Ex-SFO boss blasted over payouts
The former director of the Serious Fraud Office showed "a disregard for the proper use of taxpayers' money" in agreeing severance packages worth a total of around £1 million for three senior staff without securing necessary approval, Westminster's spending watchdog has found.
In a scathing report, the House of Commons Public Accounts Committee, said that "a catalogue of errors and poor judgment" by Richard Alderman had undermined the SFO's reputation and damaged the morale of its staff.
And the committee published a letter which Mr Alderman sent to them just days after a gruelling evidence session before the cross-party group, in which he acknowledged it was "justified" in criticising his actions and offered "my deep and unreserved apology".
Auditor General Amyas Morse last year refused to sign off the SFO's accounts because of an "irregular redundancy payment" to former chief executive officer Phillippa Williamson, who took voluntary redundancy in April 2012, just four days before Mr Alderman's own departure. In December last year, Attorney General Dominic Grieve reported that Mr Alderman had agreed further severance payments to senior staff without following due process.
An investigation ordered by Mr Alderman's successor David Green found that the decisions to make Ms Williamson, chief operating officer Christian Bailes and technology head Ian McCall redundant were taken by the former director alone without informing ministers and that he failed to get Cabinet Office approval for the CEO's severance agreement.
There was no evidence that he had explored redeployment within the civil service for the CEO or COO - both of whom had been performing well enough to merit bonuses the previous year.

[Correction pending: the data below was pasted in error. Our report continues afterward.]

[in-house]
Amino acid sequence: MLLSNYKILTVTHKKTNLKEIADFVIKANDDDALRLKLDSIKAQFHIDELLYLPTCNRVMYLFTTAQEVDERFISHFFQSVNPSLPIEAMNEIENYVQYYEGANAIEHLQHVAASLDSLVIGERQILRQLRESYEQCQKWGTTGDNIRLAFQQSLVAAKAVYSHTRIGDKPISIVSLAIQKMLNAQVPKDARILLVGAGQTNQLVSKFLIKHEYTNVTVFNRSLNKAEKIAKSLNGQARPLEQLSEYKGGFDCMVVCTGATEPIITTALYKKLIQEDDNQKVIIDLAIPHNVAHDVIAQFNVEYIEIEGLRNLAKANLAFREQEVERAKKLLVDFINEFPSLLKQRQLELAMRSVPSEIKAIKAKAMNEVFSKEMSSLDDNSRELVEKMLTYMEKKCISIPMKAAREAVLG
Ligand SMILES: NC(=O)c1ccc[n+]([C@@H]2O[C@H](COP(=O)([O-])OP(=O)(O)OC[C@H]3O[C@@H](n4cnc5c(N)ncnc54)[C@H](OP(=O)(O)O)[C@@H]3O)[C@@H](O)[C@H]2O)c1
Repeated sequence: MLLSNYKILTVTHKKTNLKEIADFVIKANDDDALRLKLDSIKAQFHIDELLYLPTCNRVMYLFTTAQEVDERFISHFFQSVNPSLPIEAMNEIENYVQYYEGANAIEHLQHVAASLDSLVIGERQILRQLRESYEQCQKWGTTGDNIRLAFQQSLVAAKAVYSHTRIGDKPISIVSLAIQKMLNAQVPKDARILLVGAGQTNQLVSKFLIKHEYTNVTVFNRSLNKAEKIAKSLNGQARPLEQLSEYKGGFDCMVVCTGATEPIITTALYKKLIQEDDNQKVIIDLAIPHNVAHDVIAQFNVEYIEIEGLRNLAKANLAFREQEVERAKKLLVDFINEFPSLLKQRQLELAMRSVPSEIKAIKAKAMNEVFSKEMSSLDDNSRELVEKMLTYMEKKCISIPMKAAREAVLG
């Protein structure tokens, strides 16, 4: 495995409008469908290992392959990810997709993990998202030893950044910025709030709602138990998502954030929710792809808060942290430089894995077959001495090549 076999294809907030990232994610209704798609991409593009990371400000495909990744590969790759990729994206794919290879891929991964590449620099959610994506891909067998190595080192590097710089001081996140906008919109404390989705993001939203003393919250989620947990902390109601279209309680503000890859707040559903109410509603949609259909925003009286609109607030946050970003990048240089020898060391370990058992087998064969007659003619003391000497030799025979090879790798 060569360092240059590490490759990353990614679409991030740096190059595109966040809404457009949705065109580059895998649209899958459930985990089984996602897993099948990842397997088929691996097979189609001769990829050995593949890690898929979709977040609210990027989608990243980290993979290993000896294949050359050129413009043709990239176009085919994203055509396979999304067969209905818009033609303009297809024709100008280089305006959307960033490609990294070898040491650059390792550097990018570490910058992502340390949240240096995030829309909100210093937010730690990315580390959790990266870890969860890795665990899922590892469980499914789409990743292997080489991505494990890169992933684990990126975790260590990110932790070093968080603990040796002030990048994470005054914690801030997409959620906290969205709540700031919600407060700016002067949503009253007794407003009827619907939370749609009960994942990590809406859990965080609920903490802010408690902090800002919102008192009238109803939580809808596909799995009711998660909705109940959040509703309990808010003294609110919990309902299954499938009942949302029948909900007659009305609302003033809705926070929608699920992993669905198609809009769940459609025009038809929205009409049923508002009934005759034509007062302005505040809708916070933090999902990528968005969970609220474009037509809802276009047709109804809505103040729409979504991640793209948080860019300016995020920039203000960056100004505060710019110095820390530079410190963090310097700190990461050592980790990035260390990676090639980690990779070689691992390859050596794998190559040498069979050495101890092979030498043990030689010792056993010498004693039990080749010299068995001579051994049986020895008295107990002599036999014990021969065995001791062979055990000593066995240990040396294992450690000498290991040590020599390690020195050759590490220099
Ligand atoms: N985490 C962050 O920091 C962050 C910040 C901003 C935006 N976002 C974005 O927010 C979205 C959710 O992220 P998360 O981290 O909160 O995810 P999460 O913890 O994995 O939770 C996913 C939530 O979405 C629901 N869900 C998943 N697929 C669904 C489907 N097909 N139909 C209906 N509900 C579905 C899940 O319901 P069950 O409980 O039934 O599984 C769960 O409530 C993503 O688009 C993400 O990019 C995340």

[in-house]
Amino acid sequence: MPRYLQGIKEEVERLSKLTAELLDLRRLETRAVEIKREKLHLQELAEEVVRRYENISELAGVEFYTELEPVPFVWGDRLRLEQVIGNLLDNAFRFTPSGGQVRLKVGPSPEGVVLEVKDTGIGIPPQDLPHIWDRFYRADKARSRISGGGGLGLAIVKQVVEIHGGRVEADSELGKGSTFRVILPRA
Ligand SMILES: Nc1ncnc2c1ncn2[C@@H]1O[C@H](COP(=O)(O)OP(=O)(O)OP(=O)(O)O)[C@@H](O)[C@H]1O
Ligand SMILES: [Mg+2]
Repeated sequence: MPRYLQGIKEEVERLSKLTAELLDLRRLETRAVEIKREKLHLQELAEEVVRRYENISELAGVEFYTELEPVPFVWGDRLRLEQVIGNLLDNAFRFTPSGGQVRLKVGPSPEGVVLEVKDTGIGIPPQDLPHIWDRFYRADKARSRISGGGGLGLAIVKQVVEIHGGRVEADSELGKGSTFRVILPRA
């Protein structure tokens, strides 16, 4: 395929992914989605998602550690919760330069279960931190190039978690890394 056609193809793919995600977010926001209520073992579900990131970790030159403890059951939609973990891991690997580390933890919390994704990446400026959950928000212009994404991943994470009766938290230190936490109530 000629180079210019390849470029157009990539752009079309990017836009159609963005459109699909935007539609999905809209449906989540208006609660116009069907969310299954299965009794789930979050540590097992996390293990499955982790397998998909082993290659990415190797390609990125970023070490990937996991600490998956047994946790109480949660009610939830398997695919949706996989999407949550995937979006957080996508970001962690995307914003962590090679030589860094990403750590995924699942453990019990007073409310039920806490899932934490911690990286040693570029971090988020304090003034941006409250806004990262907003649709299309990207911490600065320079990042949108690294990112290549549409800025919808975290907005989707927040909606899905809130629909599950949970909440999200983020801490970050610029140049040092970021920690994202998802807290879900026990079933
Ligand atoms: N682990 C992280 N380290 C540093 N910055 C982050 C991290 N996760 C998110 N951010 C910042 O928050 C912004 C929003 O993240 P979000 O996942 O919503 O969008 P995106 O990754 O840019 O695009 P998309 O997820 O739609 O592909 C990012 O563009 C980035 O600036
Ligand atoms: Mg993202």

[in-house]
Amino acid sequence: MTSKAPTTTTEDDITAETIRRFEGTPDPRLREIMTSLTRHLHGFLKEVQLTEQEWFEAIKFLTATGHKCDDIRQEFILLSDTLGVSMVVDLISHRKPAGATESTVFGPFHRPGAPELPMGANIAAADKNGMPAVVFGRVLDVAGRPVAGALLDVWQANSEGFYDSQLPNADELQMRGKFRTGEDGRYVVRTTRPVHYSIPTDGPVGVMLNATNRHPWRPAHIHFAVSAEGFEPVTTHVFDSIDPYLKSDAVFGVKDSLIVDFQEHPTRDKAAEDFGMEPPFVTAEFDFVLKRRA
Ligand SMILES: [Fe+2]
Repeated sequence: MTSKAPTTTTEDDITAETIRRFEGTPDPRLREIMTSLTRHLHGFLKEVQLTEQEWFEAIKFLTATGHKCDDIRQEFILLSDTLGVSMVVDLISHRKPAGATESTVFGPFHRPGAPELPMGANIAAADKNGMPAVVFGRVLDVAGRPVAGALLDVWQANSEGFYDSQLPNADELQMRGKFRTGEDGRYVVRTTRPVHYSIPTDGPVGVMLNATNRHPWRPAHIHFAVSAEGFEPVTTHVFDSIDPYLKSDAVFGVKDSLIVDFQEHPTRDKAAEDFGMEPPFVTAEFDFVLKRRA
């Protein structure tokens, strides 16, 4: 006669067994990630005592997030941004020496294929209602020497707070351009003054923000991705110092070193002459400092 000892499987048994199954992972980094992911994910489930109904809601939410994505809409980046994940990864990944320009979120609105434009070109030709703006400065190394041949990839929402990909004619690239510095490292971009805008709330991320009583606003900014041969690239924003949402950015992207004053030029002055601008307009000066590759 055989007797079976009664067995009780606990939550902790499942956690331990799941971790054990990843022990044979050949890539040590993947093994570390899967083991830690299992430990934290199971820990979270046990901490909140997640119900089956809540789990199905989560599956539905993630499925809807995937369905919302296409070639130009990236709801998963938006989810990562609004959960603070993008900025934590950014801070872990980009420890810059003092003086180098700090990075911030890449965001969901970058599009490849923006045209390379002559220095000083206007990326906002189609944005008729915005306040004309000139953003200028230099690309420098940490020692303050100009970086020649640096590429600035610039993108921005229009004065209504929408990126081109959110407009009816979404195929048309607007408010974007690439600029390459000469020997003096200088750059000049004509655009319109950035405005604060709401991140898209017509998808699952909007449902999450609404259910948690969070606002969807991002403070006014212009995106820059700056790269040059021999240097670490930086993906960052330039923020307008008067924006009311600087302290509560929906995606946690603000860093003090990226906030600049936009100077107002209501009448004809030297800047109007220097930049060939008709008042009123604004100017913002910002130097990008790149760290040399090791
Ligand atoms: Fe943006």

Total severance packages were £464,905 for Ms Williamson, £437,167 for Mr Bailes and £49,885 for Mr McCall. A payment of more than £400,000 was made to enhance Ms Williamson's pension, despite not having the necessary approval. Mr McCall's package included £34,45 to which he was "not contractually entitled". And Mr Alderman decided on a £15,000 special payment each to Ms Williamson and Mr Bailes to avoid grievance actions, despite legal advice that there was no suggestion of any such claims.
The committee also condemned the "astounding" working conditions which Mr Alderman agreed for Ms Williamson during her four-year stint at the helm of the SFO, under which her home in the Lake District was designated her place of work. She worked at home two days a week, and travelled to London to work at the SFO three days, with the taxpayer footing the bill for travel and hotel costs totalling £98,946.
Richard Bacon, a senior Conservative member of the Public Accounts Committee, said: "The former director Richard Alderman's decisions showed a disregard for the proper use of taxpayers' money and a woefully inadequate grasp of the importance of Managing Public Money, HM Treasury's guidance document on the role of an accounting officer. By deciding the size of severance packages, and not seeking alternative placements for staff, he failed to follow due process.
"We welcome the new director's work to strengthen SFO governance and board-level decision making, which aims to prevent a director from independently taking such actions in future. The new director should also explore all possibilities to minimise the cost to the taxpayer, including requesting that the recipients of special severance payments repay the money."